- In the recent case of McCloy v New South Wales  HCA 34, the High Court upheld the constitutional validity of relevant sections of the Election Funding, Expenditure and Disclosure Act following a challenge on the basis of the implied freedom of political communication under the Constitution.
- The majority applied a different, more European style proportionality test. In the future, the High Court may seek to unify the various approaches to proportionality across a range of constitutional law areas such as interstate trade, defence and religion.
On 7 October the High Court handed down its much anticipated judgment in the case of McCloy v New South Wales  HCA 34. The High Court upheld the constitutional validity of ss 95A, 96GA and 96E of the Election Funding, Expenditure and Disclosures Act 1981 (NSW) (the ‘EFED Act’) following a challenge on the basis of the implied freedom of political communication under the Commonwealth Constitution.
Section 95A of the EFED Act imposes a cap on all political donations, s 96GA prohibits political donations from ‘prohibited donors’ (defined to include property developers as well as entities in the liquor and gambling industries), while s 96E outlaws certain indirect (ie non-pecuniary) campaign contributions.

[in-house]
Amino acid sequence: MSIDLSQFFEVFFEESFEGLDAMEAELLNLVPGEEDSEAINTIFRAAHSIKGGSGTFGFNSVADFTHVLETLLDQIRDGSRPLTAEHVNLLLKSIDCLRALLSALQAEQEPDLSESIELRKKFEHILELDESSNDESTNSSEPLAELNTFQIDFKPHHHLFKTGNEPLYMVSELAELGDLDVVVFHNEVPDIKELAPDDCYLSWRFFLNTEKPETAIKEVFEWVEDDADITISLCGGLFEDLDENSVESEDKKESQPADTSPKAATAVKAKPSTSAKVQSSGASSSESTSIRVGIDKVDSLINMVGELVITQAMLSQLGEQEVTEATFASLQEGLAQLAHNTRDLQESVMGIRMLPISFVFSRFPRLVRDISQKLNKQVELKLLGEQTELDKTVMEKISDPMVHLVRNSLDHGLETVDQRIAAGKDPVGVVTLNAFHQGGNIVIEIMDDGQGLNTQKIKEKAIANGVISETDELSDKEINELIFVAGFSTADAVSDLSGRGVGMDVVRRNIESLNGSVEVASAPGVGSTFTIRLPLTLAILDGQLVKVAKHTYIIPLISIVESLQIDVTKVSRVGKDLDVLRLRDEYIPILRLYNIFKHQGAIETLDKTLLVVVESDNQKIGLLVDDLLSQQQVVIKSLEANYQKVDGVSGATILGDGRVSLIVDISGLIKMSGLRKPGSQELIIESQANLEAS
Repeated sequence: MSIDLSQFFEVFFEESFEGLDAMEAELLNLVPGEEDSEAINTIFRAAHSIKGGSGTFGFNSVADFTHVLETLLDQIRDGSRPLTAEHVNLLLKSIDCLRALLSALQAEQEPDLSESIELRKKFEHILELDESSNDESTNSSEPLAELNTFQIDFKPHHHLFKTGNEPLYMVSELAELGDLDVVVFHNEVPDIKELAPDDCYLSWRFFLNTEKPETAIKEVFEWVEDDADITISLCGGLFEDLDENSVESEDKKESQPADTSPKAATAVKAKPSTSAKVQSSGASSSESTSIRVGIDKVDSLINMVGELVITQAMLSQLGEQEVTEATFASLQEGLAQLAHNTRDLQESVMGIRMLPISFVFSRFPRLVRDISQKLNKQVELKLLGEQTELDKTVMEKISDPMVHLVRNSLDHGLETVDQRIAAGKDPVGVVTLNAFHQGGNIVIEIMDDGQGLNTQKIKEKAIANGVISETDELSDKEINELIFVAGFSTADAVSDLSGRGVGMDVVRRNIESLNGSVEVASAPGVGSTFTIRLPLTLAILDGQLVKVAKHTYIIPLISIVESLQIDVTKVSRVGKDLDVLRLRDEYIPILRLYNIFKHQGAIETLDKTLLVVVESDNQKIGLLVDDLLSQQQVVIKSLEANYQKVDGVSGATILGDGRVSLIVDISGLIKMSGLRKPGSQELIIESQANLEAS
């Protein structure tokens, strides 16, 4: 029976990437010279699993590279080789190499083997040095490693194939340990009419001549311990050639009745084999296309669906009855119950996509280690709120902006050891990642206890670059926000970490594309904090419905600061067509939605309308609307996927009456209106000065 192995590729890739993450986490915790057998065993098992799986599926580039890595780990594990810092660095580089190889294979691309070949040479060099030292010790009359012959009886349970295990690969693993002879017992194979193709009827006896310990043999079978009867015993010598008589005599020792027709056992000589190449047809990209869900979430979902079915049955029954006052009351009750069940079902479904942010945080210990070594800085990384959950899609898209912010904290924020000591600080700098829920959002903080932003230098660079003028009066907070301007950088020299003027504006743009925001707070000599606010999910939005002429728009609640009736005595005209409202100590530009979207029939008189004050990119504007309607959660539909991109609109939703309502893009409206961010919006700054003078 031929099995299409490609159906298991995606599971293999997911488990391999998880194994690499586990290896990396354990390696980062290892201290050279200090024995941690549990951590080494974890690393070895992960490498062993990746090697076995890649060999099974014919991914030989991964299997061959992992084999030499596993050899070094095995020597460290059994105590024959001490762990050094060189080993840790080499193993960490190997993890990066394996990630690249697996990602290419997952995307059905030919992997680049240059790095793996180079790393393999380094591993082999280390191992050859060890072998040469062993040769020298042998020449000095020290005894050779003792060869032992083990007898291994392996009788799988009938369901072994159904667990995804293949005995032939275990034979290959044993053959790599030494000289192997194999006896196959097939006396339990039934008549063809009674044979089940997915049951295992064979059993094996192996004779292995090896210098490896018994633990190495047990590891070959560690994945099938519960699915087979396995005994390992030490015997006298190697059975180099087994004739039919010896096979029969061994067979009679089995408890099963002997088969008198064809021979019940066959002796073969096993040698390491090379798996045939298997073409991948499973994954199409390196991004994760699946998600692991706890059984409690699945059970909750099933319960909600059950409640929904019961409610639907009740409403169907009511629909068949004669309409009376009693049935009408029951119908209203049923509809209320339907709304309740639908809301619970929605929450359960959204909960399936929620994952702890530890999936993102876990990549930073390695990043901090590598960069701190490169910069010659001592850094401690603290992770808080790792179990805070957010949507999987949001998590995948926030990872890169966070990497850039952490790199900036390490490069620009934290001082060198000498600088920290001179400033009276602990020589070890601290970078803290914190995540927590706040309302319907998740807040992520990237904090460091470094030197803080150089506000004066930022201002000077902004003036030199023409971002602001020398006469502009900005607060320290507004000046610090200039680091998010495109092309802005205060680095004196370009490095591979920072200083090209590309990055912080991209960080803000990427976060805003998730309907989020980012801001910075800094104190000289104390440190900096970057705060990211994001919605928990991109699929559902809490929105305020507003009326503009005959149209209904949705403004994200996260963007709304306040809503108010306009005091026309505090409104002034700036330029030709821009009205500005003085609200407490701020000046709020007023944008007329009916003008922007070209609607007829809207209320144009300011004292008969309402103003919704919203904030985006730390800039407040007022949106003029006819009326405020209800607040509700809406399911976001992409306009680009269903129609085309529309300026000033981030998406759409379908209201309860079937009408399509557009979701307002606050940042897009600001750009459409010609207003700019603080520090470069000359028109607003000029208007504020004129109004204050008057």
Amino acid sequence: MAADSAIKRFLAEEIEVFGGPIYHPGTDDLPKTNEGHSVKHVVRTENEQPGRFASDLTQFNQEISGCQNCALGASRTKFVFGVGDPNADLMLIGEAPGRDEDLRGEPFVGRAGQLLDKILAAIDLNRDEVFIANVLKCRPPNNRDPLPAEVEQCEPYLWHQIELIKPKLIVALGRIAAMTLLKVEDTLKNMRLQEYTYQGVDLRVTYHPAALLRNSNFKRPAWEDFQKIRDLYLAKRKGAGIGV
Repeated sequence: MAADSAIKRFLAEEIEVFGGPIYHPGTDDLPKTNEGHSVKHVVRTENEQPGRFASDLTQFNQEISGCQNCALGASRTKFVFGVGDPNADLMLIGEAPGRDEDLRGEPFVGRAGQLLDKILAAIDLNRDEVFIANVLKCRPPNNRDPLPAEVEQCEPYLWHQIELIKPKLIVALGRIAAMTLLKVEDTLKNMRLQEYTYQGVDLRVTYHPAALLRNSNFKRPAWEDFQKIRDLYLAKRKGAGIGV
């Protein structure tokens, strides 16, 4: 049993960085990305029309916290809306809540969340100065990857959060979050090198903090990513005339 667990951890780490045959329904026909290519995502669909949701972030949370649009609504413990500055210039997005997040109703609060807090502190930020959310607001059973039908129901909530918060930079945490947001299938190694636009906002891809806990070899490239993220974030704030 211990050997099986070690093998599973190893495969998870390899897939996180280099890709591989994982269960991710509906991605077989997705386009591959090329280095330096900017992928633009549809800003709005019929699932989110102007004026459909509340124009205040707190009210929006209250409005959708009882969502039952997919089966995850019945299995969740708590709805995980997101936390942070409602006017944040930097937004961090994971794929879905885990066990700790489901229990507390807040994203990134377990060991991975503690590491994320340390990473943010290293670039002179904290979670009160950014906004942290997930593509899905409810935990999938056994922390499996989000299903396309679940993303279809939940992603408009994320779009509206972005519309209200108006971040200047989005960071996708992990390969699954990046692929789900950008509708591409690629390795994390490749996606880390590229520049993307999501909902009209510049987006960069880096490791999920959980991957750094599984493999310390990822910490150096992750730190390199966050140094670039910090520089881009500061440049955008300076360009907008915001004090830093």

In August 2014, during the course of ICAC hearings, it was revealed that two state Members of Parliament – Tim Owen, the Member for Newcastle, and Andrew Cornwell, the member for Charlestown – had as candidates in the 2011 state election accepted political donations from Jeffery McCloy, a local property developer (who at the time of the ICAC hearings was the Lord Mayor of Newcastle), contrary to the EFED Act. In light of these revelations Messrs Owen and Cornwell resigned their seats in Parliament as did Mr McCloy the Lord Mayoralty. Together with two related companies Mr McCloy then launched a High Court challenge to the constitutional validity of ss 95A, 96E and 96GA in a bid to clear his name.